However, the Covid-19 pandemic took a heavy toll on this sector, because of which the contribution of tourism to GDP shrank to 1.7 per cent in 2020, and the loss to this industry in Bangladesh is estimated to be worth 2.03 billion U.S. dollars. A recent work in 2021 by a group of Bangladeshi researchers-Abdul Mahidul Khan, Adib Ahmed, Sakib Bin Amin, and Tanzila Sultana from Bangladesh University of Professionals, North South University, and Bangladesh Institute of Governance and Management, respectively-finds that a 1.0 per cent rise in tourism receipt of Bangladesh increases the economic growth by 0.19 per cent whereas a 1.0 per cent decline in this sector causes the economic growth to drop by 0.66 per cent. This indicates an asymmetric relationship between tourism receipt and GDP and points to the fact that negative shocks to GDP take more time to stabilise. Therefore, policy reorientation toward tourism-led economic development is critical for Bangladesh.
Tourism in Rangamati Hill District: Potentials and Challenges
The tourism scenario of Rangamati, the geographically largest district of Bangladesh, is almost identical to the bigger picture of the country-particularly in the aftermath of the Covid-19 pandemic. The pandemic-induced loss to this industry in Rangamati is estimated to be worth Tk 250 million (25 crore taka) according to a media report in 2020. Rangamati is a case in point because of its diverse places of natural attractions with rich, indigenous culture that can add heavily to the tourists' satisfaction. This district of exquisitely beautiful and panoramic views is home to numerous tourist destinations such as Kaptai Lake, Hanging Bridge, Sajek Valley, and many others. These tourist spots are visited by thousands of tourists and excursionists from home and abroad every year.
Post-lockdown tourism developments in terms of the number of visitors arriving and staying in the resort of Rangamati Parjatan Holiday Complex resumed. The number of visitors to the site of the Hanging Bridge and the revenues generated from this dropped in 2020-21 due to pandemic-generated shocks, which slowly surged again in the fiscal year 2021-22. Although the arrivals of tourists fluctuated before the pandemic-the number of visitors to the Hanging Bridge along with the revenue generated therefrom clearly rose after the lifting of pandemic restrictions.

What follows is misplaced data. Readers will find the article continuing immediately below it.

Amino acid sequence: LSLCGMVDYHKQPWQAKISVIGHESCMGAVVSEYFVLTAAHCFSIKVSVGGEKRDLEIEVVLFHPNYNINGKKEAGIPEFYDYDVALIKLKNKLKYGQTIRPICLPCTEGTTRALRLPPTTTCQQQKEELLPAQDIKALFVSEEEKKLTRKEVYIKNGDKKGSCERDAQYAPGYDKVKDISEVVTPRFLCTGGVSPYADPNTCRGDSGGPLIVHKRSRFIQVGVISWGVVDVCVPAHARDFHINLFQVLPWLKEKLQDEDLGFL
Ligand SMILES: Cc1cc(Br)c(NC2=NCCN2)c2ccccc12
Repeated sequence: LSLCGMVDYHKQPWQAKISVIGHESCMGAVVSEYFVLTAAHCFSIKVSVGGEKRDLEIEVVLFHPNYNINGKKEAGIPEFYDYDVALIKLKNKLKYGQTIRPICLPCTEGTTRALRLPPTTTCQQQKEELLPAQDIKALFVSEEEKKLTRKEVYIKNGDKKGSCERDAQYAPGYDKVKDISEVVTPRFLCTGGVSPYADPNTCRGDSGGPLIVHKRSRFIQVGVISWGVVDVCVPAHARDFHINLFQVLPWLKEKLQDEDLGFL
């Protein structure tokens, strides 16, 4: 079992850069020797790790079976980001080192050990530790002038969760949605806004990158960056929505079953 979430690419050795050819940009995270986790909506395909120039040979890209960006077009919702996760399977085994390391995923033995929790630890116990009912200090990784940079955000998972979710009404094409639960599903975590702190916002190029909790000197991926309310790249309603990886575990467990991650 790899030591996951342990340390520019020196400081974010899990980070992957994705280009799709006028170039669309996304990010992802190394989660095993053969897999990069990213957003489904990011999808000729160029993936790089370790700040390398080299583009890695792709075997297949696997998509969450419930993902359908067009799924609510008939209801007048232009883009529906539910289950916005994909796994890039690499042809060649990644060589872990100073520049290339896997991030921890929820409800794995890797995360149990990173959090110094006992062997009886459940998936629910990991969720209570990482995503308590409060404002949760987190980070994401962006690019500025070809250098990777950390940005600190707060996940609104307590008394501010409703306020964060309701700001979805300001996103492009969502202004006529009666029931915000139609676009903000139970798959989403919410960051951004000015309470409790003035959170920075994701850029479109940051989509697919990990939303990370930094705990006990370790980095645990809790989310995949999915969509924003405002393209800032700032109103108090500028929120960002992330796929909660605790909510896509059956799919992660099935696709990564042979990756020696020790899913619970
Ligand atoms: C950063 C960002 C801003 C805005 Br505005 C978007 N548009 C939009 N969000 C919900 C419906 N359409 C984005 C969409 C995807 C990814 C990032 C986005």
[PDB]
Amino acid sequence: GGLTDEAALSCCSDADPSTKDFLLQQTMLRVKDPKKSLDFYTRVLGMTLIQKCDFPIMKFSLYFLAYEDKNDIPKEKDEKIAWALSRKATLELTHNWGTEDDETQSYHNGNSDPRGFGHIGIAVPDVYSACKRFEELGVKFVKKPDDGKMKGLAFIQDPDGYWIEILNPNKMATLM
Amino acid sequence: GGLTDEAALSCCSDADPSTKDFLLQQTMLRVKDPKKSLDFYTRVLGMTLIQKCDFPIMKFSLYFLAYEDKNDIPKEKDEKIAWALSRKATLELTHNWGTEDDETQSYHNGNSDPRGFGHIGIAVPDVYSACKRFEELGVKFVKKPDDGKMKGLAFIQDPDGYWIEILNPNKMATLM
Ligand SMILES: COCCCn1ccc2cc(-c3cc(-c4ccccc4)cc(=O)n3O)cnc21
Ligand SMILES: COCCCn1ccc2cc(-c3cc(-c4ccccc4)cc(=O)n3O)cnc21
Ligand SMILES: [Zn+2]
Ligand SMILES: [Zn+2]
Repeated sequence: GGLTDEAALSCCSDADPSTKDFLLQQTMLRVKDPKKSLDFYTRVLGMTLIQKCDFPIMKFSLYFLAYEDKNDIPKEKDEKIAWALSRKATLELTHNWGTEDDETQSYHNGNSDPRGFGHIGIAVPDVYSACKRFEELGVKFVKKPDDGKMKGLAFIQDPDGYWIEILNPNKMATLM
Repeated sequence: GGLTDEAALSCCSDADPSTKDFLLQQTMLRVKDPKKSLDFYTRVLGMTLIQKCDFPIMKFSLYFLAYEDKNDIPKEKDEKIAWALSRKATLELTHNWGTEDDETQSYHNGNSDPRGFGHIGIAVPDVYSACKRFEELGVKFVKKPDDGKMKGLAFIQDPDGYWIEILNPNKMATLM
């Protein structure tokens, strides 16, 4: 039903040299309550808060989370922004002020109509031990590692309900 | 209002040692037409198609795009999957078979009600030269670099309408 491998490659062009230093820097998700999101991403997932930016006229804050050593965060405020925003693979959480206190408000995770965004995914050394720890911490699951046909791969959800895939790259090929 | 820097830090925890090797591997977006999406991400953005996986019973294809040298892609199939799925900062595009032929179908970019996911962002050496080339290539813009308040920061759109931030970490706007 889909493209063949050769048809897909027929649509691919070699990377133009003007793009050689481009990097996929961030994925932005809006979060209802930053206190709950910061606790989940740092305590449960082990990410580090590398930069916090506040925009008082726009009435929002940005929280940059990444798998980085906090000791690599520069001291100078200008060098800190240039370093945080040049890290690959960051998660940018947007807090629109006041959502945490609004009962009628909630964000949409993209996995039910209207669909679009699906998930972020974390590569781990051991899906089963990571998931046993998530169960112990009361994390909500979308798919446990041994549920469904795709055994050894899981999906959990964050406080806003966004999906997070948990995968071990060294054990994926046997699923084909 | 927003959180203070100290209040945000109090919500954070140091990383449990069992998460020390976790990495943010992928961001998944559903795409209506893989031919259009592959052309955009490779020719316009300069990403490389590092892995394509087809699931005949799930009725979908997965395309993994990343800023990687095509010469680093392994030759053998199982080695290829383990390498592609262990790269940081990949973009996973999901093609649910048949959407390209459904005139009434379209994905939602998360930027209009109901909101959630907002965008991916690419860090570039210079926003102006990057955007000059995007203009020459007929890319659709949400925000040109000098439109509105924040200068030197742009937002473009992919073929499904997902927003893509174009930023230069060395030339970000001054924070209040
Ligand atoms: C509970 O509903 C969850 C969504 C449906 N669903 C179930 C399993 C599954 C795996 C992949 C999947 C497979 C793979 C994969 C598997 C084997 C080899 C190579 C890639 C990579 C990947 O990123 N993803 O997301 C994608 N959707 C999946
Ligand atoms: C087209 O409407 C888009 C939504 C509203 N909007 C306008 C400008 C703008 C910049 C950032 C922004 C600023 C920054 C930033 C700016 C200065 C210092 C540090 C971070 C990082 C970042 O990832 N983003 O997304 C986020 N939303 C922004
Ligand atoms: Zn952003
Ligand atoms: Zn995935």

The higher tourist arrivals after the lifting of lockdown-related restrictions can also be inferred from figure-3, which depicts the monthly bed occupancy rate of successive two years of local Parjatan Holiday Complex.
One of the many challenges that besets this industry is the lack of adequate capital available to local entrepreneurs for investment in this business. To make matters worse, commercial banks are not interested in providing loans to the entrepreneurs willing to invest in this sector. As such, the potential of turning local people into skilled and efficient tourism-related workforce, therefore, remains untapped. In sum, it is important to invest in the workforce development-improving their skills as well as access to better technology-in the tourism industry to induce tourism-driven economic growth in Rangamati.
Concluding Remarks
The tourism sector provides ample opportunities for helping economies, especially developing ones, to grow. However, negative shocks (e.g., the Covid-19 pandemic) to this industry can turn the tables overnight-with considerable implications for economic growth and human welfare on both global and local scales. In addition, negative shocks have been observed to take longer to stabilize in the case of Bangladesh-vis-à-vis her peers. Hence, to withstand these negative shocks to Bangladesh's tourism industry, a holistic approach to intervention involving both the government and private sectors is essential. As this sector remains largely labour-intensive, many countries rely heavily on this sector for employment and revenue generation. Developing countries that are labour-abundant, such as Bangladesh, can greatly benefit from this industry given the appropriate and timely intervention in tourism policies. Therefore, the expansion of tourism sector in Rangamati as well as across Bangladesh-a labour-abundant country-in general requires innovative ideas that can enhance the productivity of tourism-related activists, enabling them to have better access to improved technology.
One way to introduce sophisticated technology in the tourism arena of Rangamati could be to launch a few 'hopon hopoff' buses with entertaining guided tours-e.g., double-decker buses that ply between the tourist attractions in different cities. Such tourist facilities are widely popular in global cities like London, Liverpool, Brighton, New York, etc. These tourist buses will allow the tourists and excursionists to have a better view of different tourist spots in a more organized and efficient way. This will eventually create a demand for a group of local tourist guides well-versed in different languages, norms, and local culture. Overall, the successful expansion of tourism industry necessitates leveraging technology and unorthodox ideas, and this includes-but is not limited to-enhancement of institutional quality in terms of tourism management among the various agencies working in Rangamati.

Nuruddin Md Shibly Noman is a post-graduate student of Economics at BRAC University. Email: [email protected]